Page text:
An exhibition of all new work is on view at Luis Barragán’s iconic modernist landmark, Cuadra San Cristóbal, in Mexico City through March 7, 2020. Using local materials, sourced from quarries within the valley of Mexico City and Puebla, Long has made four large-scale sculptures to celebrate Barragán and the local architecture.
FROM A ROLLING STONE TO NOW is on view concurrently with the exhibition, RICHARD LONG: MUDDY HEAVEN at Sperone Westwater in New York.
About Richard Long
Richard Long has been in the vanguard of conceptual art in Britain since he created A Line Made by Walking over half a century ago in 1967, while still a student. This photograph of the path left by his feet in the grass, a fixed line of movement, established a precedent that art could be a journey. Through this medium of walking, time, space and distance became new subjects for his art. From that time he expanded his walks to wilderness regions all over the world, including a walk in the Alps that was documented by his first text work for the seminal exhibition of Minimal and Conceptual works entitled When Attitude Becomes Form at the Kunsthalle Bern in 1969. After 1969, Long began making journeys and sculptures in wilderness places all around the world. In the 1980s, Long began making new types of mud works using handprints applied directly to the wall. He also continued to make large sculptures of lines and circles from slate, driftwood, footprints or stone, often sourced from quarries near the exhibition sites. Long mediates on his experience of these places, from mountains through to deserts, shorelines, grasslands, rivers and snowscapes, according to archetypal geometric marks and shapes, made by his footsteps alone or gathered from the materials of the place. These walks and temporary works of passage are recorded with photographs, maps and text works, where measurements of time and distance, place names and phenomena are vocabulary for both original ideas and powerful, condensed narratives.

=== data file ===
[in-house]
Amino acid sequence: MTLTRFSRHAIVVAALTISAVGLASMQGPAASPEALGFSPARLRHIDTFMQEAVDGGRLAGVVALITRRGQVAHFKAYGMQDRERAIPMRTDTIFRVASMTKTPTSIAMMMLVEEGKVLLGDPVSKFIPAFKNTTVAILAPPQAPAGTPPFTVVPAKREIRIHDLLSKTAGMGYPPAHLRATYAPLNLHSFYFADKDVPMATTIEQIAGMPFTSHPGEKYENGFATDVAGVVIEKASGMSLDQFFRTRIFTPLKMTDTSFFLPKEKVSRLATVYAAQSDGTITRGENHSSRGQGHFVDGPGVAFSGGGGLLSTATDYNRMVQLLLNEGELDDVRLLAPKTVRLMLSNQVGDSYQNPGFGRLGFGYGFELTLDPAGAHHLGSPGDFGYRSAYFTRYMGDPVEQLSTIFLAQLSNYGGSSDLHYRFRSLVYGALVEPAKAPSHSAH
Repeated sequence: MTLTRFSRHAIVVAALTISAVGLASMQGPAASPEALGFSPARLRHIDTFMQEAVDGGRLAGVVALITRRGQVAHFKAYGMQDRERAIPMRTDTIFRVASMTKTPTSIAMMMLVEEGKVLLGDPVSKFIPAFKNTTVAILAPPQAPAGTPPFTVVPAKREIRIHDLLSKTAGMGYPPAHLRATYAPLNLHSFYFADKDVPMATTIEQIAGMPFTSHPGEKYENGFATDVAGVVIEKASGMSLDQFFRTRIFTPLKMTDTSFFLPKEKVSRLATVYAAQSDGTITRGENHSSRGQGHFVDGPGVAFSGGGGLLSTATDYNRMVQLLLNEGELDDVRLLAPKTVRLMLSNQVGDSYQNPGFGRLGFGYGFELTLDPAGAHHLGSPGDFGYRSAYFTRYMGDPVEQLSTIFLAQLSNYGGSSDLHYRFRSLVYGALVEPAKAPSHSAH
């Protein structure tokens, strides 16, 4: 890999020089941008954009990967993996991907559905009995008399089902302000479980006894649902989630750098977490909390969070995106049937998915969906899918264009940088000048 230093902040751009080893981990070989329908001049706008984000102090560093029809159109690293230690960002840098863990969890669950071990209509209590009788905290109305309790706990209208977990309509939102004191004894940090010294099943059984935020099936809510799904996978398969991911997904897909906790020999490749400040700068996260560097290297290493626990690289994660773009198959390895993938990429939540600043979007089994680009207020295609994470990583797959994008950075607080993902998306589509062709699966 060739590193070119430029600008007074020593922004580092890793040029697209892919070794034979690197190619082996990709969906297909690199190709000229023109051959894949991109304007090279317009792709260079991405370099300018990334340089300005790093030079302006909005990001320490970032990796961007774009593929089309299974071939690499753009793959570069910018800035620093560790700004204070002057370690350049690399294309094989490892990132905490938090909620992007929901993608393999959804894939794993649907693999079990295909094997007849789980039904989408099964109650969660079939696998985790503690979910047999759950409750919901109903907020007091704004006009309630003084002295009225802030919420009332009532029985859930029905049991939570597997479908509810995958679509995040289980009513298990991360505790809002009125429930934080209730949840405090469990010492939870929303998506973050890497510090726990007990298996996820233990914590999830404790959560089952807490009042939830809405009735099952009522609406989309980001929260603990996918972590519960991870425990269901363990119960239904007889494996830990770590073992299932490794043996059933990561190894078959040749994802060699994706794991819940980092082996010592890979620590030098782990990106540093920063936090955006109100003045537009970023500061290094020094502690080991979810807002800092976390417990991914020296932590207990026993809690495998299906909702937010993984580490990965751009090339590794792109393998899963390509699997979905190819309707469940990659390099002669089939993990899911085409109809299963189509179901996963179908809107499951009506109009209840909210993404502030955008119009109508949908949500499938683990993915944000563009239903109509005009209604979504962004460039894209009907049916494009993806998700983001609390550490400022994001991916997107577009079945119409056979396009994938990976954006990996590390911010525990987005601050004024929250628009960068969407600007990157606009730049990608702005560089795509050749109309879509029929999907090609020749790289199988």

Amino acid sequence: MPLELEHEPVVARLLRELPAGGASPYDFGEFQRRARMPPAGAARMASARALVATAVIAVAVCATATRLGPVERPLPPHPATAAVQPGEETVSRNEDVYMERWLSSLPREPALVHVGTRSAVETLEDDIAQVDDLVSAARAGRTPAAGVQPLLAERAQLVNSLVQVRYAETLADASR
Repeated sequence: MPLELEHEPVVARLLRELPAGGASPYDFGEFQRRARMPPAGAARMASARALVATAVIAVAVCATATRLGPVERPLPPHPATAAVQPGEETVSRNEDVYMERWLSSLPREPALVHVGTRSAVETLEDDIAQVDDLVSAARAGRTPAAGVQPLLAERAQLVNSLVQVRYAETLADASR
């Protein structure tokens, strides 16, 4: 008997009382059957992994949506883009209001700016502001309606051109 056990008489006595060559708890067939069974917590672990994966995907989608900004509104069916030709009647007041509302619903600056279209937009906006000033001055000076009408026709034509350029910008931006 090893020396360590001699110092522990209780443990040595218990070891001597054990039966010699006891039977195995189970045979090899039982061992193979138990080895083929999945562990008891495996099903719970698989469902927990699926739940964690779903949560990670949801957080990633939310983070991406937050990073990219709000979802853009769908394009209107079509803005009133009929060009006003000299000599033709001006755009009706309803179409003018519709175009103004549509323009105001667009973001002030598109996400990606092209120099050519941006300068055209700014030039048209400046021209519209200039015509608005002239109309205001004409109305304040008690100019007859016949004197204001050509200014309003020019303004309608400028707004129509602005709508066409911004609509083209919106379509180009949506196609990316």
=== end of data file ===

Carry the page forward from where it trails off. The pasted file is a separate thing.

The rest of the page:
Richard Long was born in Bristol, UK in 1945 and he lives and works between London and Bristol. He studied at the West of England College of Art, Bristol (1962–1965), then St Martin’s School of Art, London (1966–1968). Major solo exhibitions include De Pont Museum, Tilburg, Netherlands (2019); Madhavendra Palace Sculpture Park, Jaipur, India (2019); Fondation CAB, Brussels, Belgium (2018); Houghton Hall, Norfolk, UK (2017); Arnolfini, Bristol, UK (2015); Hamburger Bahnhof, Berlin, Germany (2010); Tate Britain, London, UK (2009); Scottish National Gallery of Modern Art, Edinburgh, UK (2007); San Francisco Museum of Modern Art, CA, USA (2006); National Museum of Modern Art, Kyoto, Japan (1996); Philadelphia Museum of Art, Philadelphia, PA, USA (1994); and Solomon R. Guggenheim Museum, New York, NY, USA (1986). He represented Britain at the 37th Venice Biennale (1976) and won the Turner Prize in 1989. He received the Chevalier de l’Ordre des Arts et des Lettres from the French Ministry of Culture (1990), has been elected to the Royal Academy of Arts, London (2001), awarded Japan’s Praemium Imperiale in the field of sculpture (2009), made a CBE in 2013 and was knighted in the 2018 Honours List.
Press release courtesy Lisson Gallery.